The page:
Lawmakers are hoping for success the second time around. On Thursday, Senator Bob Casey (D-Pa.) and a host of other cosponsors reintroduced the Better Care Better Jobs Act into the Senate.
The other lawmakers included Congresswoman Debbie Dingell (D-Mich.), energy and commerce ranking member Frank Pallone (D-N.J.), Congresswoman Jan Schakowsky (D-Ill.), Congresswoman Doris Matsui (D-CA.) and 39 cosponsors in the Senate.
The Better Care Better Jobs Act was originally introduced last year, and was meant to inject billions of dollars into the home-based care sector. The legislation would enhance Medicaid funding for home care and the caregiving workforce, as well as help address the 650,000 people on home- and community-based services waiting lists.
Additionally, it would bump up payment rates with the goal of improving recruitment and retention, increasing wages and developing and updating training opportunities.
Currently, the home care workforce earns a median wage of $13 an hour, according data from the Economic Policy Institute. Plus, about 18% of home care workers live below the federal poverty line, according to PHI data.
The reintroduction of the The Better Care Better Jobs Act should come as no surprise to those who have been paying attention.
On Monday, William A. Dombi, president of the National Association for Home Care & Hospice (NAHC), told Home Care 100 conference attendees that they could expect to see the return of the legislation this year. However, he warned that the legislation may not have the easiest road ahead.
“It will come back in 2023, it’s not going to be an easy climb to success for that,” he said.
The reintroduction of the bill has already received praise from industry advocates like Washington, D.C.-based LeadingAge, an association representing more than 5,000 nonprofit aging services providers and organizations.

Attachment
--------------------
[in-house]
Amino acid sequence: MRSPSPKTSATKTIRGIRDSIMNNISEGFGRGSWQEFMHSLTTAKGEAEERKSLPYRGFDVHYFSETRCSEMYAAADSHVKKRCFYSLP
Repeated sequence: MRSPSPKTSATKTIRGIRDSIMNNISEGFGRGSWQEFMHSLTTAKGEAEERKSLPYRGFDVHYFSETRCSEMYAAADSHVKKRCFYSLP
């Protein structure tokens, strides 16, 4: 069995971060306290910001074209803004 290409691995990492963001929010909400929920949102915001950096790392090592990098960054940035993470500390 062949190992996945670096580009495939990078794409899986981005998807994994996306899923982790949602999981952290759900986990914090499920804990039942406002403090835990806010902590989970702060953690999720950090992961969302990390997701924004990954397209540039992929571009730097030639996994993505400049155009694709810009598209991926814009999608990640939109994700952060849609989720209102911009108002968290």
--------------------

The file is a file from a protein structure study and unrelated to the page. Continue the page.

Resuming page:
“This bill would mean better pay and benefits for care professionals, when almost half of home care worker households must currently depend on some form of public assistance,” LeadingAge President and CEO Katie Smith Sloan said in a press statement. “Increasing compensation is a critical component in recruiting and retaining these valuable workers. Equally important is investment in programs to help train and develop direct care workers and encourage career development. We look forward to working with Congress on this necessary legislation to ensure that older adults’ and families’ can access the help they need.”
The Better Care Better Jobs Act isn’t the only thing that’s top of mind for home-based care industry stakeholders. At NAHC, the final rule is a key area of focus, Dombi told Home Health Care News.
“In terms of the top issues on the home health side, we’ll be doing everything we can to avoid seeing the remainder of the permanent adjustments, and then the temporary adjustments that are in the books, not happen for 2024,” he said.
Along with this, NAHC would like to see a broader set of reforms that address the subsidization of payers like Medicare Advantage (MA) and Medicaid.
“There’s a variety of ways that you could get there that may then allow cuts to happen under traditional Medicare payment rate, but not destabilize home care,” Dombi said. “If you were to cut the Medicare payment rates by 10%, but had all the other payers pay equivalent to the Medicare payment rates — that’s actually good on a much more long-term basis.”
More broadly, NAHC will be advocating for improvements in the home health program under Medicare.
This includes a possible move to get palliative care recognized within the home health benefit as an area of skilled care, according to Dombi.
“The concept being that palliative is not just for end of life,” he said. “I hope all health care has some palliative element to it, so we’ve rewritten the Medicare coverage standards to include that, as the word palliative appears nowhere at all at this point. We are looking to do that as a way of somewhat modernizing the benefit, or making it what it should have been in the first place.”
Through legislative and regulatory action, there’s also hope that the needle can be moved on the telehealth front in home-based care.
On the legislative side, there’s a need for Congress to revise the Medicare payment requirements, which doesn’t allow telehealth to be considered in the reimbursement model.
Ultimately, forging ahead on many of these priorities can lead the way to a more modernized version of home health care services.
“We’d love to see a full modernization of home health, so that we can incorporate the Choose Home concept, but the degree to which that’s a priority is going to depend on how much has to go into stabilizing today,” Dombi said.